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Desire and Fear

Hanukah ended a week and a half ago. Christmas was yesterday, and this coming weekend is the end of the secular year. In other words, I write this devar torah amidst a season of desire, longing, and fear. The most powerful influence on all of us at this time of year is, let’s admit it, Christmas. Everywhere we turn - advertisements, movies, news stories, stores - what we hear and see is wanting and the threat of being disappointed. For many Jews, even if Hanukah is not the “Jewish Christmas” its underlying story is certainly one of desire and of the miraculous fulfilment of desire.

Our observance of the end of a year transforms the ordinary tendency for self-examination at milestones into the stereotype of resolutions for improvement - made and inevitably broken. There is nothing more human than wanting and planning. And there is nothing more likely to result from wanting and planning than disappointment and falling short. During the High Holy Days, we engage in heshbon nefesh - making an accounting of our souls. We pray to be and do better, and we pray for the fulfilment of our desires. Buddhism and Hinduism speak of desire and attachment as caused by maya - the delusion our senses create as to what is reality.

In the center of this week’s parsha we come upon desire and fear, but in the bustle of the parsha’s dramatic events it is easy to slip past them. As Jacob is on his way to live in Egypt, he stops at Beer-sheva to make a sacrifice to the God of his father Isaac. This is not the first time this family or Jacob has stopped to make a sacrifice here. We are not told what the purpose of the sacrifice was, but it might be a thanksgiving sacrifice. What would be more natural for an old man, now plunged into a strange story full of unexpected and very happy events. Joseph, the son he had long thought was dead is alive. Joseph is not only alive, he is a powerful leader. The family Jacob feared would die of starvation will live well.

But this was not a sacrifice of thanksgiving but, rather a sacrifice of desire and fear, seeking assurances that this journey will turn out well. After making the sacrifice, Jacob has a vision. In the middle of the night, God tells him: “Don’t be afraid to go down to Mitzraim / Egypt, for there I will make you a great nation. I - yes, I - will go down to Mitzraim with you, and I - yes, I - will bring you back up [to Canaan], and Joseph’s hand will close your eyes.” (Gen. 46:2-4) It is easy to skip this because, first, we’ve heard it before and, second, we know things will work out and, third, we want to get on with the story. But Jacob hasn’t heard, doesn’t know, and isn’t sure things aren’t as good as they can be at this moment.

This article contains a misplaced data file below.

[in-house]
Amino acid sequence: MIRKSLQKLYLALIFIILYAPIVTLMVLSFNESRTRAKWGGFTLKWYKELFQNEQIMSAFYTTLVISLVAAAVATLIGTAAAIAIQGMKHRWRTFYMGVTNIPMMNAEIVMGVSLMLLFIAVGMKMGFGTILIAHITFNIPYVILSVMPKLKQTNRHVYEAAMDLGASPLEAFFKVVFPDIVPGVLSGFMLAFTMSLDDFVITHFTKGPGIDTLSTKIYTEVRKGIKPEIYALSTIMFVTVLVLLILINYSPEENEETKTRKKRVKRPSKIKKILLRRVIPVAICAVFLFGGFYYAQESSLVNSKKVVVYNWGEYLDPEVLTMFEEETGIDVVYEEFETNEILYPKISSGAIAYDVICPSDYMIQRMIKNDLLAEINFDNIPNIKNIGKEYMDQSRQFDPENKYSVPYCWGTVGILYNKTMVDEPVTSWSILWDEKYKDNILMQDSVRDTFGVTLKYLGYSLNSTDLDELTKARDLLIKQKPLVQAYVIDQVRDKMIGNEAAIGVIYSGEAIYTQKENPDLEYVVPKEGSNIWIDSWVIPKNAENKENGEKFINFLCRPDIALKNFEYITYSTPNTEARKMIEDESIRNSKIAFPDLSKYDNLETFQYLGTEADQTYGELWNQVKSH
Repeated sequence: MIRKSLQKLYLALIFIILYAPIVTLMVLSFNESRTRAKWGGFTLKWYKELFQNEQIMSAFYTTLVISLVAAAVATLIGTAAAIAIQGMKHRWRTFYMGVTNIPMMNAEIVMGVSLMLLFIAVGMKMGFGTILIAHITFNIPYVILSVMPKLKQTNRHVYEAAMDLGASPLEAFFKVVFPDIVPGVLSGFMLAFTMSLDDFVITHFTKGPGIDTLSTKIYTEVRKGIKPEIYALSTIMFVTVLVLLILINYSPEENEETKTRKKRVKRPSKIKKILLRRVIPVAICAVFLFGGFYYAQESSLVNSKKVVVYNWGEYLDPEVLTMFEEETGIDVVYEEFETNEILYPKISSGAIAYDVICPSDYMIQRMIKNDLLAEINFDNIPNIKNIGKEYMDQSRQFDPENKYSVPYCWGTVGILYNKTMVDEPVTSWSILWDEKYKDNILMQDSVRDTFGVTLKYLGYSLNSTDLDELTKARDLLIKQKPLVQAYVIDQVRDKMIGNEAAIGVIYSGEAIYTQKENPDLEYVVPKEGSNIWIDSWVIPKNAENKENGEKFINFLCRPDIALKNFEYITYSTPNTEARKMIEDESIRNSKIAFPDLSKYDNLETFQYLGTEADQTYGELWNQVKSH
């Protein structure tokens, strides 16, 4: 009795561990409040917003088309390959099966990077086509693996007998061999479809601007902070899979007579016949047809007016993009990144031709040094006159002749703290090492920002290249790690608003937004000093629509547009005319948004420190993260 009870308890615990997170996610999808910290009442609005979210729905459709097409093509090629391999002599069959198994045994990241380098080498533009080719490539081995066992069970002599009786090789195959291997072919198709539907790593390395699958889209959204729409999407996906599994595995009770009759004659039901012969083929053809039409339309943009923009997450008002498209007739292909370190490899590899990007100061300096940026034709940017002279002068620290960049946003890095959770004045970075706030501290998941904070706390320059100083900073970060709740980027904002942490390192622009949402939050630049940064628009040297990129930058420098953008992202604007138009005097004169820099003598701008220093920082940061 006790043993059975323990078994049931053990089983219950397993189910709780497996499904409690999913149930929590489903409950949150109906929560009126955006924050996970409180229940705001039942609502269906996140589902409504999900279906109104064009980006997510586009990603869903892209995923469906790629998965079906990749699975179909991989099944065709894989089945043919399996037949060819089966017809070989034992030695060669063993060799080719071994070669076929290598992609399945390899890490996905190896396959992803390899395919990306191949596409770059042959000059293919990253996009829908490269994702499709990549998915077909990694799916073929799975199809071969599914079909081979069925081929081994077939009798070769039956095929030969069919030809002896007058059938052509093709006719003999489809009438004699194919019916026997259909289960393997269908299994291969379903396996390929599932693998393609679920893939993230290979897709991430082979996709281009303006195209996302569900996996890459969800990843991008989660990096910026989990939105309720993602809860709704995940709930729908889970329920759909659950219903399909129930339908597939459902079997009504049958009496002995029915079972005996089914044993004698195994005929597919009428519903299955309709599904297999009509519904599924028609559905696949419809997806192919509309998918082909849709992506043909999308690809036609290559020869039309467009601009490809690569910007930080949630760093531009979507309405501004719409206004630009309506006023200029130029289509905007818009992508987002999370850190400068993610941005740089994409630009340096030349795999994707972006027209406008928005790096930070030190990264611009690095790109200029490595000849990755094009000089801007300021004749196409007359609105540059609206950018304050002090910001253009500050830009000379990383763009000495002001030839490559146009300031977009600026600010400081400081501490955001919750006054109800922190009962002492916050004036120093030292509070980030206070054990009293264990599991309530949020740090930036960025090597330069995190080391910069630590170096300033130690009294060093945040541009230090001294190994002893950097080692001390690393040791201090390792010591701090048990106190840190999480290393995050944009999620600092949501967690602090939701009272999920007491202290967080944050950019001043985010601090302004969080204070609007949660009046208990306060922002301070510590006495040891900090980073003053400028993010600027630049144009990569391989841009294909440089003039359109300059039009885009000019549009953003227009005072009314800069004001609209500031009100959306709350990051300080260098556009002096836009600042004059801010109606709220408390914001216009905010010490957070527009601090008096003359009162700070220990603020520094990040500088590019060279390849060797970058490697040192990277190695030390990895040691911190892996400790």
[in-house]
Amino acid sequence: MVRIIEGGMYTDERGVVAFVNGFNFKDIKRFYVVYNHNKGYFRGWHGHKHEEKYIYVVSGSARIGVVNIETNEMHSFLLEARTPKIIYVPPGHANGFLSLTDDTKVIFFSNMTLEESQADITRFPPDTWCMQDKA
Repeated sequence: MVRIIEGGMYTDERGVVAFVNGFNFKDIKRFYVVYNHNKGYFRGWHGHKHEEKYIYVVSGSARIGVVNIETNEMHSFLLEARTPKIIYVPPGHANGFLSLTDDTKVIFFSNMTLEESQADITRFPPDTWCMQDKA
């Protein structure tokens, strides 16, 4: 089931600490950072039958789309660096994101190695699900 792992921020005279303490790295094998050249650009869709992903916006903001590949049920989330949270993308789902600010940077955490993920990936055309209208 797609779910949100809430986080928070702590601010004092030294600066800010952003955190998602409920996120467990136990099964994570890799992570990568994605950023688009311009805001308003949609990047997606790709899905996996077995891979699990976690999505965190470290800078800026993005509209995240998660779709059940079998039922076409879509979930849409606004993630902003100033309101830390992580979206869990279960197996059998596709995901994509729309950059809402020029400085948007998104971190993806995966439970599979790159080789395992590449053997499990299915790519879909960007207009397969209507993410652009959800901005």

God’s answer tells us what was in Jacob’s heart. Jacob was afraid that going to Egypt meant losing this God and losing this God’s promise of becoming a mighty people. This was, after all, a time in which Gods were seen as tied to specific localities. So when Jacob’s family crosses into Egypt, they will have to leave this God behind and worship other gods, gods who are unlikely to be interested in keeping this promise. So God’s reassurance of a continued relationship is extraordinary.

Second, this is not the first time this God has made a promise that this family will become a great people. It was first made to Abraham and made to him when he too was leaving his native land (Gen. 12:2). However, this is the first time God tells the listener not to be afraid. Why the need to be told not to fear?

This is the first time that the listener is going away from the promised land, and, thus, is the first time events seem to be moving in the wrong direction. God is telling Jacob that there will be no fabulous miracle. Instead, there will be twists and turns in life and in the fulfillment of this promise. Jacob must have been dumbfounded. If God is powerful and worth worshiping, why not just fulfill this promise in Canaan? Why make the route to fulfillment complicated, running through Mitzraim and then back to Canaan?

It is this last part that I think speaks to us and to our very human attachment and desire. We all make plans, we all have hopes for what will be, and we have fears that none of it will come about. We are always balanced between Canaan, the land where we think desires are fulfilled, and Mitzraim, the place we fear to go, but must go. When the multitude eventually leaves Egypt, they will stand on the shores of the sea afraid to go forward, longing for Mitzraim, but unable to go back. Life for most of us is not a peaceful voyage along a known route to a certain destiny.

There is only one certain destiny, and that is that our lives will end. It is on this matter that God gives Jacob perhaps the greatest comfort. When he dies, his beloved son Joseph will be alive and with him, and it will be Joseph who will lovingly close his father’s eyes.
Topics: Divrei Torah
Type: Dvar Torah